As early as June 7th, Chris began selling merchandise and prints featuring his illustrations on his art website Pictures That I Gone and Done.[6][7] On February 21st, 2012, the pop culture news blog One and Other[9] published an interview with Chris. In May, the IG:LU art gallery in Inverness, Scotland placed several of Chris’ works on display.[10] On April 16th, 2012, the arts and culture blog Crack in the Road[12] published an interview with Chris. On July 4th, 2014, Chris posted an illustration of the cartoon character Winnie the Pooh taking a jar of “bee syrup” from the cartoon character piglet on Facebook[11] (shown below). In six months, the image garnered upwards of 28,000 likes, 6,800 comments and 5,700 shares.



    Reception

    On March 19th, 2012, Redditor alltheaids submitted a screenshot of a Facebook post in which Chris replies to a fan with a lengthy, bizarre comment (shown below). Prior to being archived, the post accumulated more than 540 votes (92% upvoted) and 20 comments on the /r/facepalm[13] subreddit.



    On November 24th, 2014, Redditor MrBlueish submitted a photograph of a picture frame inspired by Chris’ Winnie the Pooh illustration (shown below). In the first two months, the post gained over 4,600 votes (94% upvoted) and 340 comments on the /r/WTF[14] subreddit. On Tumblr, the fan sites Chris (Simpsons Artists) xox[3] and SimpsonArtistFan[4] highlight artwork by Chris.



    Notable Works



    Search Interest

    External References


    0 0
  • 02/11/15--19:55: Big Hero 6
  • About

    Big Hero 6 is a computer animated superhero film by Disney based on Marvel’s series of comics of the same name. The movie takes place in the fictional city of San Fransokyo and revolves around the lives of child prodigy Hiro Hamada, personal companion Baymax, and friends, who sought to defeat the mysterious masked man that may have answers to the tragic fire that took the life of Hiro’s brother.

    History


    While the idea for the movie was pitched on 2011, the animated film was released on October 23, 2014 in the Tokyo International Film Festival and on November 7, 2014 in the US. The concept of Disney’s Big Hero 6 was taken from Marvel, which Disney acquired in 2009, making Big Hero 6 the first animated Disney movie to feature Marvel characters[1].

    The first issue of the comics themselves were published by 1998, created by Steven T. Seagle and Duncan Rouleau.[2]

    Reception

    The film is received well critically and commercially worldwide. It currently has a review score of 8.0 on IMDB[3] and an average score of 90% on Rotten Tomatoes[4]. Reviewers agree that the film is brilliantly animated and humorous. The film was nominated for various awards such as the Academy Award for Best Animated Feature, Annie Award for Best Animated Feature, and Golden Globe Award for Best Animated Feature Film[1].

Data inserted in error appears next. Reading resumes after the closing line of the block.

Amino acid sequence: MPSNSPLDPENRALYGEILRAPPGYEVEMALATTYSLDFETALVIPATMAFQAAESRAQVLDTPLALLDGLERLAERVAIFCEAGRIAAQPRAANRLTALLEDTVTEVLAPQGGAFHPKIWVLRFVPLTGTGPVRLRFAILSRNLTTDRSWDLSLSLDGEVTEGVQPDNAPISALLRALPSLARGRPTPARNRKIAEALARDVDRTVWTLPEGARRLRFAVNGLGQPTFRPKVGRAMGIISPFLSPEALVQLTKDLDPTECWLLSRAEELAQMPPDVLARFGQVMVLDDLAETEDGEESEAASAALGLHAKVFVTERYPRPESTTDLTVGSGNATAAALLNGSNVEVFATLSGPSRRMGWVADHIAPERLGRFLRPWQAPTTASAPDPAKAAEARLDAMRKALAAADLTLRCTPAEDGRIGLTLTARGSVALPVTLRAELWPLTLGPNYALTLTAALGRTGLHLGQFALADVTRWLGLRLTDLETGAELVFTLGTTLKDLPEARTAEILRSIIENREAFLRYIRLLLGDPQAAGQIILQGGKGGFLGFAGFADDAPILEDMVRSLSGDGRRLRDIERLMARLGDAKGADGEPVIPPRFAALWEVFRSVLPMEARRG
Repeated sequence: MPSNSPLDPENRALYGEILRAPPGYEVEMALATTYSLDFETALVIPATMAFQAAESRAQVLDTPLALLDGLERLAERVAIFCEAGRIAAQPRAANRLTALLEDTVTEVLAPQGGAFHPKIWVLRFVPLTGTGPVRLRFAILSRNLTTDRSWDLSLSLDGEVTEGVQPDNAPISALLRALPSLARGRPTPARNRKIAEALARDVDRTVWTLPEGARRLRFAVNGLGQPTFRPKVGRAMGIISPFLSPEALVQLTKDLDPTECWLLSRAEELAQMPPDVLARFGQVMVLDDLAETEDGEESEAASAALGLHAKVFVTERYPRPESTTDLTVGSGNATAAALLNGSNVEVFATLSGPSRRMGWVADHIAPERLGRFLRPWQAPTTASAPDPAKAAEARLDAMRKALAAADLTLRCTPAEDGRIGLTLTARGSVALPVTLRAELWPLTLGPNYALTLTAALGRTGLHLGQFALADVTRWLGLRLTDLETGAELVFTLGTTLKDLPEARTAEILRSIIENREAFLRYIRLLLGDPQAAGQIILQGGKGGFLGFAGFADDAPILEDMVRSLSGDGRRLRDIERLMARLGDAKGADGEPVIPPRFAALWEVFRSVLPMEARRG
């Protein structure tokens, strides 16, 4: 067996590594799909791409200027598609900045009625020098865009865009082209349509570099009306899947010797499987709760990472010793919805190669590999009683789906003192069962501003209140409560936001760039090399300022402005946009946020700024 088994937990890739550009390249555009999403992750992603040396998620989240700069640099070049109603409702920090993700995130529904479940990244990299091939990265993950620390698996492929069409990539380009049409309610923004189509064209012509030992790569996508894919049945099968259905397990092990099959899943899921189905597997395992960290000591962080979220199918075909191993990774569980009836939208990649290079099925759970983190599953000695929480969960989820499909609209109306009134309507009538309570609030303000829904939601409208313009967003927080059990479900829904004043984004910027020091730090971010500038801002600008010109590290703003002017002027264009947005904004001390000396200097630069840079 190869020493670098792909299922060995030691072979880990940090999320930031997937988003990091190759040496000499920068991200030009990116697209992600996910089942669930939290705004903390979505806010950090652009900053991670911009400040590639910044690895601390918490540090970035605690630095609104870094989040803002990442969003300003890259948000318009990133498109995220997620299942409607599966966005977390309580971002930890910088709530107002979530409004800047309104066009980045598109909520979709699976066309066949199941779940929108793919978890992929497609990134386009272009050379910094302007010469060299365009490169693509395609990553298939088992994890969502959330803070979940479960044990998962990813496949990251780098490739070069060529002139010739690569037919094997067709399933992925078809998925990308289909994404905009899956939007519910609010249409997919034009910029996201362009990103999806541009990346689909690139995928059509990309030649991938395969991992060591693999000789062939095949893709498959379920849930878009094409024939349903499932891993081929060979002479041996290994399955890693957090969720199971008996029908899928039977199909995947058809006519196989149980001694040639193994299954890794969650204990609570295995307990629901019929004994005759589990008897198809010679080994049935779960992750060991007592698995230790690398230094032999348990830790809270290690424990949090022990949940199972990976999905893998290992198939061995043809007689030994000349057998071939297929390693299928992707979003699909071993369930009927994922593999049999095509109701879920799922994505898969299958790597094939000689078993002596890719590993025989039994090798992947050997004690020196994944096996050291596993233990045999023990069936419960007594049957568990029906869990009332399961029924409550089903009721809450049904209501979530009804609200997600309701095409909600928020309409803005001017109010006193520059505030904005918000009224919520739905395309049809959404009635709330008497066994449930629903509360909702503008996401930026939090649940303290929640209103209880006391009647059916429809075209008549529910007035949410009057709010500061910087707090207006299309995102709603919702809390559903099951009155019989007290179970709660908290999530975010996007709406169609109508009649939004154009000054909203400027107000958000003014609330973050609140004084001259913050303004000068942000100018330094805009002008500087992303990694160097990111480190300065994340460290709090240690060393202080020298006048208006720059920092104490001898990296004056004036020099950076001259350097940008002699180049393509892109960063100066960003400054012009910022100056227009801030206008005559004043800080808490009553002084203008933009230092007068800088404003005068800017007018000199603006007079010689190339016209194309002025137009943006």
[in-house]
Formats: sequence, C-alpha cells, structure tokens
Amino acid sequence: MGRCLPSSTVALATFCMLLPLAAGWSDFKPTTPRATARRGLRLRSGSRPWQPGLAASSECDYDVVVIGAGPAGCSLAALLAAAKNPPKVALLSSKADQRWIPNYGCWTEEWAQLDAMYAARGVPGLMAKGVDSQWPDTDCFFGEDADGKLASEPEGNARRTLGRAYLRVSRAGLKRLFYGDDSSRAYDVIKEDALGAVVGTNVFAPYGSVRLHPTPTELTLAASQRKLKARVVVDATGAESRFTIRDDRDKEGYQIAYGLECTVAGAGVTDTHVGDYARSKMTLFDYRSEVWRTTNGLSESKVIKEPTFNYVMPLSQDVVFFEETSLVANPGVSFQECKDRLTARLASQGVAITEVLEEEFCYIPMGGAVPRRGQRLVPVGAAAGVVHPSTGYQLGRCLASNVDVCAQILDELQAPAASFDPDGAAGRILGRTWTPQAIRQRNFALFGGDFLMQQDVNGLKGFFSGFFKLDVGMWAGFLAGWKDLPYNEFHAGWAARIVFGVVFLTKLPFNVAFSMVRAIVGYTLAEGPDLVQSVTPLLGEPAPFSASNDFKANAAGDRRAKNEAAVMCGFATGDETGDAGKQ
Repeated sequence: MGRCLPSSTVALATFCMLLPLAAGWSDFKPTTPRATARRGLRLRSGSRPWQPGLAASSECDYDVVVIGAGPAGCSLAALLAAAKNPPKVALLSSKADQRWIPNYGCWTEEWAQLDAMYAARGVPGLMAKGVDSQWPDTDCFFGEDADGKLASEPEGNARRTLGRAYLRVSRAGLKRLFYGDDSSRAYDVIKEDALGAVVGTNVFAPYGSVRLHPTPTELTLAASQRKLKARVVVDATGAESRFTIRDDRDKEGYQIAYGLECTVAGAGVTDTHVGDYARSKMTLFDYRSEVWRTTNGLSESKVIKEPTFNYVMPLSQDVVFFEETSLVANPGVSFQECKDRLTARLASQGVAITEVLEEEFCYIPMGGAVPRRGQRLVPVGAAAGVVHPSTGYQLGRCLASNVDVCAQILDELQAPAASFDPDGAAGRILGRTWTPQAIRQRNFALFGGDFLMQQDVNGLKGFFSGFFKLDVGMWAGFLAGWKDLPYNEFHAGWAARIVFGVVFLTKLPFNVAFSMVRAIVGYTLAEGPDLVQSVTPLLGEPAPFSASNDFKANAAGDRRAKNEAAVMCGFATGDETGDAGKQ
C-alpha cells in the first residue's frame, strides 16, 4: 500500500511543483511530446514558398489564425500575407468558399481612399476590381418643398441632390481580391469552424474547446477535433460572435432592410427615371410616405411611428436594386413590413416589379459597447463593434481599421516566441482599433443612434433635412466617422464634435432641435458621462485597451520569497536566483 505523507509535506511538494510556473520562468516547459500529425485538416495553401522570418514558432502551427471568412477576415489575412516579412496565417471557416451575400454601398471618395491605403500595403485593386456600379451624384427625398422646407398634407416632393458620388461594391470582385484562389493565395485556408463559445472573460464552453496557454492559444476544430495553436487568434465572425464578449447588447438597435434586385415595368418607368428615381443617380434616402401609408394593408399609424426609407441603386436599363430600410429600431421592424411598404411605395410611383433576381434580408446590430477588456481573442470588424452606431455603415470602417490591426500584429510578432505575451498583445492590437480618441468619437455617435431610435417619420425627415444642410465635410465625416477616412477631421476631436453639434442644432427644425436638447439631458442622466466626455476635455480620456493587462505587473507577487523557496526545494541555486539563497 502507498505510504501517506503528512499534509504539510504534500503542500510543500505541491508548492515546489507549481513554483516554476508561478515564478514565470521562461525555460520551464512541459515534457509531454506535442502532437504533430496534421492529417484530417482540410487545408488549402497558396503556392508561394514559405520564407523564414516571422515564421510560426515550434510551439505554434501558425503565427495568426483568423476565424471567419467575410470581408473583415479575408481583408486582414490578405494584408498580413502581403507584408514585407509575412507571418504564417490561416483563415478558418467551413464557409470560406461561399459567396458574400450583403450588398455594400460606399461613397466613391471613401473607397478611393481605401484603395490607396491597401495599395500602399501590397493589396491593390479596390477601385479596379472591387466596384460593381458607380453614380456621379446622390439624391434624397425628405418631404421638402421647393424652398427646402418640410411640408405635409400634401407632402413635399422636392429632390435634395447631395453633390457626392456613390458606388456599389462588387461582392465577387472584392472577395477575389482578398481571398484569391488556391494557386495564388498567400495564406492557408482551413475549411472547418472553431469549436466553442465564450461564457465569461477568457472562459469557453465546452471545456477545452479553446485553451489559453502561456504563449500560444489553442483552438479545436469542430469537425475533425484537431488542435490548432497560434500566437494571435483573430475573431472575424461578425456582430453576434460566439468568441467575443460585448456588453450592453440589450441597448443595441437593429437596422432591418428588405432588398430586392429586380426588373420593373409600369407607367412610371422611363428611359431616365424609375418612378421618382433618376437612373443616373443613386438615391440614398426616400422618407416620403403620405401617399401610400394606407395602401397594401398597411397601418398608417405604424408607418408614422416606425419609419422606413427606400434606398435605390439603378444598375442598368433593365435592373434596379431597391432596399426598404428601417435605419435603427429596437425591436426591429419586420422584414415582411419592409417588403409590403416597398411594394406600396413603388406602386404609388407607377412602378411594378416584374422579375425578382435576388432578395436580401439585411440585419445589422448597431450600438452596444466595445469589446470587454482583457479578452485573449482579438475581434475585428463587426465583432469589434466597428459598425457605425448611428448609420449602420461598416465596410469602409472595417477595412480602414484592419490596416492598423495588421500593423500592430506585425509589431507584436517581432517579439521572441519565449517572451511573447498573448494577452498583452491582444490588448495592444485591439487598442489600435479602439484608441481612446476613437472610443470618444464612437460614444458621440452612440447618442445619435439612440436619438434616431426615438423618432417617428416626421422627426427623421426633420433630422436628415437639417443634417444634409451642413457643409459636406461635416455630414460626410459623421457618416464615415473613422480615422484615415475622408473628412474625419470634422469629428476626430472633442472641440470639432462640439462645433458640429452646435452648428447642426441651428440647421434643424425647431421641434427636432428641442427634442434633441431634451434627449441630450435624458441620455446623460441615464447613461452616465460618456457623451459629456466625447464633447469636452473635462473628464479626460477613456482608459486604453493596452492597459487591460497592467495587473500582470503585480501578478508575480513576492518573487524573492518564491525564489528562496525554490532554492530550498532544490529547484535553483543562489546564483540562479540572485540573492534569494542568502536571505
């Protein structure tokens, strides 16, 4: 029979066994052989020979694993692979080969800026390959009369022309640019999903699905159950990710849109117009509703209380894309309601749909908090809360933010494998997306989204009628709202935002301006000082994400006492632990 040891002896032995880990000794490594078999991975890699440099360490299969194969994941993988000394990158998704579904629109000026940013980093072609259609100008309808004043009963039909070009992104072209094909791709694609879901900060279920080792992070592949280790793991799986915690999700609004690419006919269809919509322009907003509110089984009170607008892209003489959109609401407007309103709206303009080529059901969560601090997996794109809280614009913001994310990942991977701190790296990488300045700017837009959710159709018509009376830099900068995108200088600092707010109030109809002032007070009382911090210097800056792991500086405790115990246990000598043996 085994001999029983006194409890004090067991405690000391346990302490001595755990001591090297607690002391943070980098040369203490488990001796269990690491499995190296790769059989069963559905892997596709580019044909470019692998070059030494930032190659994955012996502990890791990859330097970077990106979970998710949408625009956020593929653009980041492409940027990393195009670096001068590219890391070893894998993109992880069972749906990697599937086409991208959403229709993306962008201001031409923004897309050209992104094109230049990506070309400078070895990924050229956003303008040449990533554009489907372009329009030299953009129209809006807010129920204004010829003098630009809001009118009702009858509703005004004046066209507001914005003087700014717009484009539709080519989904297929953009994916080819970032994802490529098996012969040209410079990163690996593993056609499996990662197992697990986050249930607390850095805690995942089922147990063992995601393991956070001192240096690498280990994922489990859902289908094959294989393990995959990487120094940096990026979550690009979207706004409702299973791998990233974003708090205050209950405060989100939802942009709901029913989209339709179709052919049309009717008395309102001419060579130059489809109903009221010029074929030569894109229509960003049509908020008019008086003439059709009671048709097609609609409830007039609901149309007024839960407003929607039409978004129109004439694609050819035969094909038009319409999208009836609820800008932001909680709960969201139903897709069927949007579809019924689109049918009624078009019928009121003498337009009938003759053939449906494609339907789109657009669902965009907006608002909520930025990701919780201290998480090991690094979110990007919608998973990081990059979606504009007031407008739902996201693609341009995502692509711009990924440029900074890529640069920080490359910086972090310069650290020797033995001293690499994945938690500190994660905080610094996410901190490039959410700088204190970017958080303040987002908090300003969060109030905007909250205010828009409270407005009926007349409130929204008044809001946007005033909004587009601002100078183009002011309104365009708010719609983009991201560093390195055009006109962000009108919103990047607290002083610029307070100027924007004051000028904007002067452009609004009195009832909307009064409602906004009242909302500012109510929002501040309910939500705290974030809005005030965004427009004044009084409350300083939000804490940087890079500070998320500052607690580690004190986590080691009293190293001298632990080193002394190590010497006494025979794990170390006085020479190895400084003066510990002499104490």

Impact

    The film was immediately received by the other fandoms that fall under the Disney spectrum. Crossover fan art appeared immediately, even amongst fandoms that have no relations with Disney.


    Fandom

    The tag Big Hero 6 currently yields 14,154 results at Deviantart[5] and #big+hero+6 is highly active in tumblr[6].

    Related Memes

    Baymax


    Baymax is the deuteragonist of Big Hero 6. A naive personal healthcare robot, he follows Hiro Hamada around to ensure his safety. Online, the Baymax Fist Bump and the robot’s various catchphrases such as “On a scale of 1 to 10, how would you rate your pain?” and “Are you satisfied with your care” have been parodied and deviated upon by the online community similar to Guardians of the Galaxy’s Groot catchphrase, I am Groot.

    Notable Examples


    Search Interest

    External References

    [1]Wikipedia – Big Hero 6 (film)

    [2]Wikipedia – Big Hero 6

    [3]IMDBBig Hero 6 (2014)

    [4]Rotten Tomatoes – Big Hero 6

    [5]Deviantart – big hero 6

    [6]tumblr – #big+hero+6


    0 0
  • 02/11/15--20:38: Patient Bear
  • About

    Patient Bear is a series of a two photographs showing a black bear sitting at a wooden table, seemingly patiently waiting for something. The unusual aspect of seeing a wild animal acting like a human being caught on among netizens, spawning parodies and even image macros describing everyday waiting annoyances, in a manner not dissimilar to Waiting For Op.

    Origin

    On May 11th, 2008, Kakabeka Falls resident Dorothys Hays, from Ontario, Canada, shot several pictures as well as a video of a black bear trespassing on her property. The video, uploaded to Youtube on December 2nd 2009 (shown below), shows the bear seated at a wooden table in Hayes’ backyard before approaching the house, playing again with the table and eventually running away.

    Among the photos, two would stand out: one showing the bear looking at the viewer (shown below, right) and another one with the bear looking away (shown below, left).



    One of the earliest parodies was made on Motifake[1] on August 15th 2008, using demotivational style to a picture that reads “Picnics. This bear likes them.” (shown below).



    Spread